New NIH funding awarded to the Department of Pharmaceutical Chemistry in 2011
Friday, April 13, 2012
New research support awarded to the UCSF School of Pharmacy by the National Institutes of Health during the 2011 fiscal year included these on-going projects by faculty in the Department of Pharmaceutical Chemistry:
Precisely targeting malaria parasites with drugs
Adam Renslo, PhD
- Associate director of chemistry for the department-housed Small Molecule Discovery Center
- Awarded $207,625 from the National Institute of Allergy and Infectious Diseases as part of a two-year $442,688 research grant
Renslo is developing a new drug delivery technology to more precisely target the parasites that cause malaria, which is responsible for close to a million preventable deaths worldwide each year.
In malaria, parasites invade red blood cells and digest hemoglobin, the protein that carries oxygen through the body, thus generating significant concentrations of ferrous iron in the form of unbound heme in their digestive compartments. Renslo’s delivery system specifically targets that type of iron, which is extremely rare in healthy cells.
The system uses a derivative of a new class of synthetic anti-malarial drugs (now in late-stage clinical trials) with a chemical structure that breaks apart in the presence of the free heme. This fragmentation yields anti-malarial effects of its own, but in Renslo’s system it also severs a chemical linkage, which only then releases and activates a second drug inside the parasite.
Using this NIH funding, the approach was successfully demonstrated in mice. The selective drug delivery cured the infection and also reduced the animal’s overall exposure to the partner drug, notably improving its safety and reducing side effects.
The research team, which includes Matthew Bogyo, PhD, faculty member at Stanford University School of Medicine, is now seeking to refine the delivery system, including chemically simplifying it to make it cheaper to produce, with the goal of eventually testing it in humans.
Renslo’s work on targeted drug delivery potentially enables the use of effective drugs that would otherwise be too toxic.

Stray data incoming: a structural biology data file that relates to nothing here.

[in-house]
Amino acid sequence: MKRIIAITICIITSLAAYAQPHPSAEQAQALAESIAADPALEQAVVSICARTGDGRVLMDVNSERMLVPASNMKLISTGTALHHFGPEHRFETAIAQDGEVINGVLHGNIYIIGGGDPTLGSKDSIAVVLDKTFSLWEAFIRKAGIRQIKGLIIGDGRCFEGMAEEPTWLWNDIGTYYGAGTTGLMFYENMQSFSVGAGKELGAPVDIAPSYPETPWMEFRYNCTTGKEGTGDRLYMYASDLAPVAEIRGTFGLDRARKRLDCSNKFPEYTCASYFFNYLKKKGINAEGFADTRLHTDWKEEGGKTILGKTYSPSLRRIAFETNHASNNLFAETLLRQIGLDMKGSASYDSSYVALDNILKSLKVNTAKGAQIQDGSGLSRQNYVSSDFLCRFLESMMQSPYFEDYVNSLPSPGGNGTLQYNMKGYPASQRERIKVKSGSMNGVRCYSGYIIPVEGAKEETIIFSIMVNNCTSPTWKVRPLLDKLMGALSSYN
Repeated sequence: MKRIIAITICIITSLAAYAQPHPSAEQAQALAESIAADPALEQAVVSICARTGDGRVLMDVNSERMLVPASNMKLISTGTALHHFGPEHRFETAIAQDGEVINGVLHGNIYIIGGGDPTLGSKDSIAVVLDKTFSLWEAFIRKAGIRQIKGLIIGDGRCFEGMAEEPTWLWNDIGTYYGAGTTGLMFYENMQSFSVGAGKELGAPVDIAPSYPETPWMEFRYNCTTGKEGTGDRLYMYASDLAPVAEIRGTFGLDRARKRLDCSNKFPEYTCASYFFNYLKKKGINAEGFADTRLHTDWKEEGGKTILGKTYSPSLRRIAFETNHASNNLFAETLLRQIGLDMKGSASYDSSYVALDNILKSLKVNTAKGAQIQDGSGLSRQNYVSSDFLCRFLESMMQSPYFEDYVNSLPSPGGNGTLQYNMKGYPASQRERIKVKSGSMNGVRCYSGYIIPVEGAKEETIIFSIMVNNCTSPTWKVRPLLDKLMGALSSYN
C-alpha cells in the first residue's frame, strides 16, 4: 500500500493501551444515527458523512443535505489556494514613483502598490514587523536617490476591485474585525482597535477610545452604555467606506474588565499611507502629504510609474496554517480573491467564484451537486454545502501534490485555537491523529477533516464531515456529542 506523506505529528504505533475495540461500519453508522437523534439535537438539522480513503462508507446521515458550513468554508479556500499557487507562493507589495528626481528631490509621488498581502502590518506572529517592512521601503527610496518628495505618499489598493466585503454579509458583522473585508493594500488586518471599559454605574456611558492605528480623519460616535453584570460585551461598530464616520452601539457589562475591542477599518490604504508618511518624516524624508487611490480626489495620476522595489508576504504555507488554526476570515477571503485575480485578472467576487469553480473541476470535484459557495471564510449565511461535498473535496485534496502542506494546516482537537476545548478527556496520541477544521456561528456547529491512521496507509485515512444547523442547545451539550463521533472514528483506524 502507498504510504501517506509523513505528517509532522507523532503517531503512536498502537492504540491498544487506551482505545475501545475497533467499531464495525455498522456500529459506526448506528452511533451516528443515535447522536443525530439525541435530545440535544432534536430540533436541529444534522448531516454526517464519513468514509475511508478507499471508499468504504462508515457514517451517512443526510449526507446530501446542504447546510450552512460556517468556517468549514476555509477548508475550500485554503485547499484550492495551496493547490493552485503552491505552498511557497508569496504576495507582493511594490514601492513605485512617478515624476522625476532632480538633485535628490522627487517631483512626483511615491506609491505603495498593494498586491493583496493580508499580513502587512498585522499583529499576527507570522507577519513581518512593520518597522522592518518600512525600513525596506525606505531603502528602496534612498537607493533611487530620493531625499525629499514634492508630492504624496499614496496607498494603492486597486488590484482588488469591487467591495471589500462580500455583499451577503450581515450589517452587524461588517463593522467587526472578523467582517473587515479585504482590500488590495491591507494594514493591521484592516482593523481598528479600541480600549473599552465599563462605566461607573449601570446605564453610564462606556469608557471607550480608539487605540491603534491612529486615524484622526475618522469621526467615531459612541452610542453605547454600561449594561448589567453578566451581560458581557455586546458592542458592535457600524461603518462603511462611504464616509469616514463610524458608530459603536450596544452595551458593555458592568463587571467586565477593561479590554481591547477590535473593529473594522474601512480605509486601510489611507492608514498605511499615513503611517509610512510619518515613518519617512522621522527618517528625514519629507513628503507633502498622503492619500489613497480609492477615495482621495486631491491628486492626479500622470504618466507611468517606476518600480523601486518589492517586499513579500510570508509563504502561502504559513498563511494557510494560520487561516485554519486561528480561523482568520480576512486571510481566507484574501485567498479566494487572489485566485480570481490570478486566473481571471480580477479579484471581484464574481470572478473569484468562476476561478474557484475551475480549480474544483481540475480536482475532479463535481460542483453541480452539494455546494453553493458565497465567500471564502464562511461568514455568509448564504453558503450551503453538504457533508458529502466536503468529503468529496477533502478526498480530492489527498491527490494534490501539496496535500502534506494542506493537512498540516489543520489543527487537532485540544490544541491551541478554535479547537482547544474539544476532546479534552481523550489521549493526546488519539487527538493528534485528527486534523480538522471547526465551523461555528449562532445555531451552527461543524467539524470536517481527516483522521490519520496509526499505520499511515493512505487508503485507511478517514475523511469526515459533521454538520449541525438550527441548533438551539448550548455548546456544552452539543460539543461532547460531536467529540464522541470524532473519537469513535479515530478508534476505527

Directed protein-chopping to dissect cellular self-destruction
James Wells, PhD
- Professor and chair
- Awarded $285,442 by the National Institute of General Medical Sciences as part of a four-year $1.1 million research grant
Wells’ latest NIH-funded project augments his lab’s focus on apoptosis, which is the healthy self-destruction of damaged cells that fails to occur in cancers. He is applying technologies developed or co-developed by his lab to dissect the process.
Normally, a sub-group of protein-cleaving protease enzymes called caspases spur the final steps of cell demolition by cutting apart as many as 1,000 different types of proteins.
To determine which targets or networks of targets are most important amid this implosion of simultaneous protein-chopping, Wells developed methods to cleave specific targets using an engineered enzyme called the SNIPer. Another technique tags and identifies the products of those chopping events.
Wells will isolate and analyze the effect of caspase cleavage on three cellular sub-systems:
- Enzymes that cleave and repair DNA
- Enzymes that promote and halt cell replication
- The proteasome, a complex in the cell that normally destroys caspases and other selected cellular proteins, thus acting as a brake on caspase-induced apoptosis
Wells’ precise dissection of apoptosis should help scientists identify weak points in the cell to design new drugs to treat the uncontrolled proliferation of cancer cells.
Image credit (Wells): © majedphoto.com
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